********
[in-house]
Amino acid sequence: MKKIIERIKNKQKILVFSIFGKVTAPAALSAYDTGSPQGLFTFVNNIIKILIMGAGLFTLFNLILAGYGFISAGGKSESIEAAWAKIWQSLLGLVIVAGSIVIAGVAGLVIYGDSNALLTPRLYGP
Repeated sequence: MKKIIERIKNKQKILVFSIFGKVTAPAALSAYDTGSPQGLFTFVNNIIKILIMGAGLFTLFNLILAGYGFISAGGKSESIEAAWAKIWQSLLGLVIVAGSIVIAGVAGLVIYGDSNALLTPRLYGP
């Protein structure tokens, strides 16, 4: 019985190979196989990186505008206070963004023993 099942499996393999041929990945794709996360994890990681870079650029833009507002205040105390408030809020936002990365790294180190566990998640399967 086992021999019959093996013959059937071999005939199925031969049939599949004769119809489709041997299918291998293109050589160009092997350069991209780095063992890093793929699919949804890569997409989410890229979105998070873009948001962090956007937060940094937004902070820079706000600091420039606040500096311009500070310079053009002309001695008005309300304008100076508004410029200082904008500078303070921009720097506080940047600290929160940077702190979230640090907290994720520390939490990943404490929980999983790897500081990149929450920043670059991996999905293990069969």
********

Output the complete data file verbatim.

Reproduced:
[in-house]
Amino acid sequence: MKKIIERIKNKQKILVFSIFGKVTAPAALSAYDTGSPQGLFTFVNNIIKILIMGAGLFTLFNLILAGYGFISAGGKSESIEAAWAKIWQSLLGLVIVAGSIVIAGVAGLVIYGDSNALLTPRLYGP
Repeated sequence: MKKIIERIKNKQKILVFSIFGKVTAPAALSAYDTGSPQGLFTFVNNIIKILIMGAGLFTLFNLILAGYGFISAGGKSESIEAAWAKIWQSLLGLVIVAGSIVIAGVAGLVIYGDSNALLTPRLYGP
């Protein structure tokens, strides 16, 4: 019985190979196989990186505008206070963004023993 099942499996393999041929990945794709996360994890990681870079650029833009507002205040105390408030809020936002990365790294180190566990998640399967 086992021999019959093996013959059937071999005939199925031969049939599949004769119809489709041997299918291998293109050589160009092997350069991209780095063992890093793929699919949804890569997409989410890229979105998070873009948001962090956007937060940094937004902070820079706000600091420039606040500096311009500070310079053009002309001695008005309300304008100076508004410029200082904008500078303070921009720097506080940047600290929160940077702190979230640090907290994720520390939490990943404490929980999983790897500081990149929450920043670059991996999905293990069969």